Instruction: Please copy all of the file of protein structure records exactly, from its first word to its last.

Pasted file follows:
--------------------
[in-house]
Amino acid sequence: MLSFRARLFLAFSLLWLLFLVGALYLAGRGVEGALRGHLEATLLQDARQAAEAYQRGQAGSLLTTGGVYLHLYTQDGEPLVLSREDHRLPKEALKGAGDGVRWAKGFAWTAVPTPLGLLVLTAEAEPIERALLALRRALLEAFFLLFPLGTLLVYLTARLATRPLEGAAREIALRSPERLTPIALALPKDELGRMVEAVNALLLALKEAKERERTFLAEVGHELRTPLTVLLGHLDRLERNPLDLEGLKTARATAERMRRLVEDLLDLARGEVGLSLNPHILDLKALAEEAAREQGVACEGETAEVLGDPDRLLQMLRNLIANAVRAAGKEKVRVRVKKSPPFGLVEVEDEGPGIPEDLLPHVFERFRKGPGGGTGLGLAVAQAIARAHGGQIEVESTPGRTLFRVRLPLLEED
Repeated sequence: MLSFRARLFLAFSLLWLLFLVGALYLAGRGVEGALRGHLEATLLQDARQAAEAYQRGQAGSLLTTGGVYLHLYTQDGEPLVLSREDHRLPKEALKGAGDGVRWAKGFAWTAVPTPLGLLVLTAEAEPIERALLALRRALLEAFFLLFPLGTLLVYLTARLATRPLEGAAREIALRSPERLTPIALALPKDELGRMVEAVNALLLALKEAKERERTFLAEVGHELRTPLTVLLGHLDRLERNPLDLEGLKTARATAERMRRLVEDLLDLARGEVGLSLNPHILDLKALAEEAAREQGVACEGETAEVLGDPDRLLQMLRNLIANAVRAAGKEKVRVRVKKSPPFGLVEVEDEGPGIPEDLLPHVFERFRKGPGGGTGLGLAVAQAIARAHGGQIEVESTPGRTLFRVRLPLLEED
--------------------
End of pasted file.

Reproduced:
[in-house]
Amino acid sequence: MLSFRARLFLAFSLLWLLFLVGALYLAGRGVEGALRGHLEATLLQDARQAAEAYQRGQAGSLLTTGGVYLHLYTQDGEPLVLSREDHRLPKEALKGAGDGVRWAKGFAWTAVPTPLGLLVLTAEAEPIERALLALRRALLEAFFLLFPLGTLLVYLTARLATRPLEGAAREIALRSPERLTPIALALPKDELGRMVEAVNALLLALKEAKERERTFLAEVGHELRTPLTVLLGHLDRLERNPLDLEGLKTARATAERMRRLVEDLLDLARGEVGLSLNPHILDLKALAEEAAREQGVACEGETAEVLGDPDRLLQMLRNLIANAVRAAGKEKVRVRVKKSPPFGLVEVEDEGPGIPEDLLPHVFERFRKGPGGGTGLGLAVAQAIARAHGGQIEVESTPGRTLFRVRLPLLEED
Repeated sequence: MLSFRARLFLAFSLLWLLFLVGALYLAGRGVEGALRGHLEATLLQDARQAAEAYQRGQAGSLLTTGGVYLHLYTQDGEPLVLSREDHRLPKEALKGAGDGVRWAKGFAWTAVPTPLGLLVLTAEAEPIERALLALRRALLEAFFLLFPLGTLLVYLTARLATRPLEGAAREIALRSPERLTPIALALPKDELGRMVEAVNALLLALKEAKERERTFLAEVGHELRTPLTVLLGHLDRLERNPLDLEGLKTARATAERMRRLVEDLLDLARGEVGLSLNPHILDLKALAEEAAREQGVACEGETAEVLGDPDRLLQMLRNLIANAVRAAGKEKVRVRVKKSPPFGLVEVEDEGPGIPEDLLPHVFERFRKGPGGGTGLGLAVAQAIARAHGGQIEVESTPGRTLFRVRLPLLEED